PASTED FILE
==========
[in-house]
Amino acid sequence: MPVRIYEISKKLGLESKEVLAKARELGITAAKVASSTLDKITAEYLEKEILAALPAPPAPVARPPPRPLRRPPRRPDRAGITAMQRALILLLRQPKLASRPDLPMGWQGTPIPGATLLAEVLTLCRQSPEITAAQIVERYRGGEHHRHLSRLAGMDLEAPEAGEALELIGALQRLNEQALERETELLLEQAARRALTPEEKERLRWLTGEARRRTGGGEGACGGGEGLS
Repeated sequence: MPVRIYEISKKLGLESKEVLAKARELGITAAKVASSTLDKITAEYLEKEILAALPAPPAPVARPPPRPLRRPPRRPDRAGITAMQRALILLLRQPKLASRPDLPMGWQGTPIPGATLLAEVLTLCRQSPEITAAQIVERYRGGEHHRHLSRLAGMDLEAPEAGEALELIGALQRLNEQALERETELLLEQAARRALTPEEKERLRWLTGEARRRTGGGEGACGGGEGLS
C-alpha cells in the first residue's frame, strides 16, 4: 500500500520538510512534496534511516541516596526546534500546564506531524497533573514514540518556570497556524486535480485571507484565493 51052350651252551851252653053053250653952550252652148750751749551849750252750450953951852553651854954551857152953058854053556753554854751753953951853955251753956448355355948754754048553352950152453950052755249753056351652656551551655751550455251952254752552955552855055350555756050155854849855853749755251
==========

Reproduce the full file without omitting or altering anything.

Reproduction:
[in-house]
Amino acid sequence: MPVRIYEISKKLGLESKEVLAKARELGITAAKVASSTLDKITAEYLEKEILAALPAPPAPVARPPPRPLRRPPRRPDRAGITAMQRALILLLRQPKLASRPDLPMGWQGTPIPGATLLAEVLTLCRQSPEITAAQIVERYRGGEHHRHLSRLAGMDLEAPEAGEALELIGALQRLNEQALERETELLLEQAARRALTPEEKERLRWLTGEARRRTGGGEGACGGGEGLS
Repeated sequence: MPVRIYEISKKLGLESKEVLAKARELGITAAKVASSTLDKITAEYLEKEILAALPAPPAPVARPPPRPLRRPPRRPDRAGITAMQRALILLLRQPKLASRPDLPMGWQGTPIPGATLLAEVLTLCRQSPEITAAQIVERYRGGEHHRHLSRLAGMDLEAPEAGEALELIGALQRLNEQALERETELLLEQAARRALTPEEKERLRWLTGEARRRTGGGEGACGGGEGLS
C-alpha cells in the first residue's frame, strides 16, 4: 500500500520538510512534496534511516541516596526546534500546564506531524497533573514514540518556570497556524486535480485571507484565493 51052350651252551851252653053053250653952550252652148750751749551849750252750450953951852553651854954551857152953058854053556753554854751753953951853955251753956448355355948754754048553352950152453950052755249753056351652656551551655751550455251952254752552955552855055350555756050155854849855853749755251